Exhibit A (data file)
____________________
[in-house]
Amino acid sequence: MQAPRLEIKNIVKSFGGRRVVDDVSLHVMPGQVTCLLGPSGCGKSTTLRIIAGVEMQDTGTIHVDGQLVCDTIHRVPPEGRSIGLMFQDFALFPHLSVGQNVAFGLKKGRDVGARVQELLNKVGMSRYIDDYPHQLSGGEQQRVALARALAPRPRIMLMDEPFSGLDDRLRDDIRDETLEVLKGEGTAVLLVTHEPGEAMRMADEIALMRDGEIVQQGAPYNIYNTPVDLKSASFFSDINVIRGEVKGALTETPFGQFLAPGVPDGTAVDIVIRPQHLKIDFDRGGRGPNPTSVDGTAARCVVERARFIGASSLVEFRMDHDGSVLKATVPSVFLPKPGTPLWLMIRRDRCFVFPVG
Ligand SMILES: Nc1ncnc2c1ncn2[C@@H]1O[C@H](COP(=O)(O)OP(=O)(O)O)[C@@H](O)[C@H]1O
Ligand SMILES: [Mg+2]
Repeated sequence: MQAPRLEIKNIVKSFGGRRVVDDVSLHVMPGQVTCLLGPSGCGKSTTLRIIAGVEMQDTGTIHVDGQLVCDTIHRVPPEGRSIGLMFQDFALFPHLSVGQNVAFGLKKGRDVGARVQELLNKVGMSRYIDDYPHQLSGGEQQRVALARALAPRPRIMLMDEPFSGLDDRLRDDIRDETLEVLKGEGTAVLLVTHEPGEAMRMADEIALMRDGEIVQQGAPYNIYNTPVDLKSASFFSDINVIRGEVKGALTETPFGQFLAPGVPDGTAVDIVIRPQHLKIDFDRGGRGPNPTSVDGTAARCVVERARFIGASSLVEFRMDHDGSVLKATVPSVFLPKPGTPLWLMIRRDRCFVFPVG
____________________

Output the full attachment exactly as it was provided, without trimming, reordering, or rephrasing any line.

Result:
[in-house]
Amino acid sequence: MQAPRLEIKNIVKSFGGRRVVDDVSLHVMPGQVTCLLGPSGCGKSTTLRIIAGVEMQDTGTIHVDGQLVCDTIHRVPPEGRSIGLMFQDFALFPHLSVGQNVAFGLKKGRDVGARVQELLNKVGMSRYIDDYPHQLSGGEQQRVALARALAPRPRIMLMDEPFSGLDDRLRDDIRDETLEVLKGEGTAVLLVTHEPGEAMRMADEIALMRDGEIVQQGAPYNIYNTPVDLKSASFFSDINVIRGEVKGALTETPFGQFLAPGVPDGTAVDIVIRPQHLKIDFDRGGRGPNPTSVDGTAARCVVERARFIGASSLVEFRMDHDGSVLKATVPSVFLPKPGTPLWLMIRRDRCFVFPVG
Ligand SMILES: Nc1ncnc2c1ncn2[C@@H]1O[C@H](COP(=O)(O)OP(=O)(O)O)[C@@H](O)[C@H]1O
Ligand SMILES: [Mg+2]
Repeated sequence: MQAPRLEIKNIVKSFGGRRVVDDVSLHVMPGQVTCLLGPSGCGKSTTLRIIAGVEMQDTGTIHVDGQLVCDTIHRVPPEGRSIGLMFQDFALFPHLSVGQNVAFGLKKGRDVGARVQELLNKVGMSRYIDDYPHQLSGGEQQRVALARALAPRPRIMLMDEPFSGLDDRLRDDIRDETLEVLKGEGTAVLLVTHEPGEAMRMADEIALMRDGEIVQQGAPYNIYNTPVDLKSASFFSDINVIRGEVKGALTETPFGQFLAPGVPDGTAVDIVIRPQHLKIDFDRGGRGPNPTSVDGTAARCVVERARFIGASSLVEFRMDHDGSVLKATVPSVFLPKPGTPLWLMIRRDRCFVFPVG